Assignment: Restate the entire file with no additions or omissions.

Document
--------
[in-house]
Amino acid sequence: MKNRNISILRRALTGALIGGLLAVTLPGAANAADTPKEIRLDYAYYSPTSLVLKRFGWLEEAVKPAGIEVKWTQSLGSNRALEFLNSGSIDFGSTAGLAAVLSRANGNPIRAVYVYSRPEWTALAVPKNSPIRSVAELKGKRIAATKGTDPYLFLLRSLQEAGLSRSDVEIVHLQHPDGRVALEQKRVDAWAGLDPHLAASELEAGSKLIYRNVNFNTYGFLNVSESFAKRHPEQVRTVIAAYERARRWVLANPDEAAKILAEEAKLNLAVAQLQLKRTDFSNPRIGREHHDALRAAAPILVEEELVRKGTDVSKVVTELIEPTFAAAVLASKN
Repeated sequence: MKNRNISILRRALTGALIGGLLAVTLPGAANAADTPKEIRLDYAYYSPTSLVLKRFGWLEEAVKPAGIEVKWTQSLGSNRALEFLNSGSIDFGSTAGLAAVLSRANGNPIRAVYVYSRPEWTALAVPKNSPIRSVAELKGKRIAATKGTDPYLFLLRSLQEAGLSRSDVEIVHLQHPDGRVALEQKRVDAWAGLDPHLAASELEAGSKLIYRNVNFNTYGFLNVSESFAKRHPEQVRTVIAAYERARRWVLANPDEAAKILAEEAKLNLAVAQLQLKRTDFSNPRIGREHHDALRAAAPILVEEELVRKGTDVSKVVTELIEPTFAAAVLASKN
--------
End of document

[in-house]
Amino acid sequence: MKNRNISILRRALTGALIGGLLAVTLPGAANAADTPKEIRLDYAYYSPTSLVLKRFGWLEEAVKPAGIEVKWTQSLGSNRALEFLNSGSIDFGSTAGLAAVLSRANGNPIRAVYVYSRPEWTALAVPKNSPIRSVAELKGKRIAATKGTDPYLFLLRSLQEAGLSRSDVEIVHLQHPDGRVALEQKRVDAWAGLDPHLAASELEAGSKLIYRNVNFNTYGFLNVSESFAKRHPEQVRTVIAAYERARRWVLANPDEAAKILAEEAKLNLAVAQLQLKRTDFSNPRIGREHHDALRAAAPILVEEELVRKGTDVSKVVTELIEPTFAAAVLASKN
Repeated sequence: MKNRNISILRRALTGALIGGLLAVTLPGAANAADTPKEIRLDYAYYSPTSLVLKRFGWLEEAVKPAGIEVKWTQSLGSNRALEFLNSGSIDFGSTAGLAAVLSRANGNPIRAVYVYSRPEWTALAVPKNSPIRSVAELKGKRIAATKGTDPYLFLLRSLQEAGLSRSDVEIVHLQHPDGRVALEQKRVDAWAGLDPHLAASELEAGSKLIYRNVNFNTYGFLNVSESFAKRHPEQVRTVIAAYERARRWVLANPDEAAKILAEEAKLNLAVAQLQLKRTDFSNPRIGREHHDALRAAAPILVEEELVRKGTDVSKVVTELIEPTFAAAVLASKN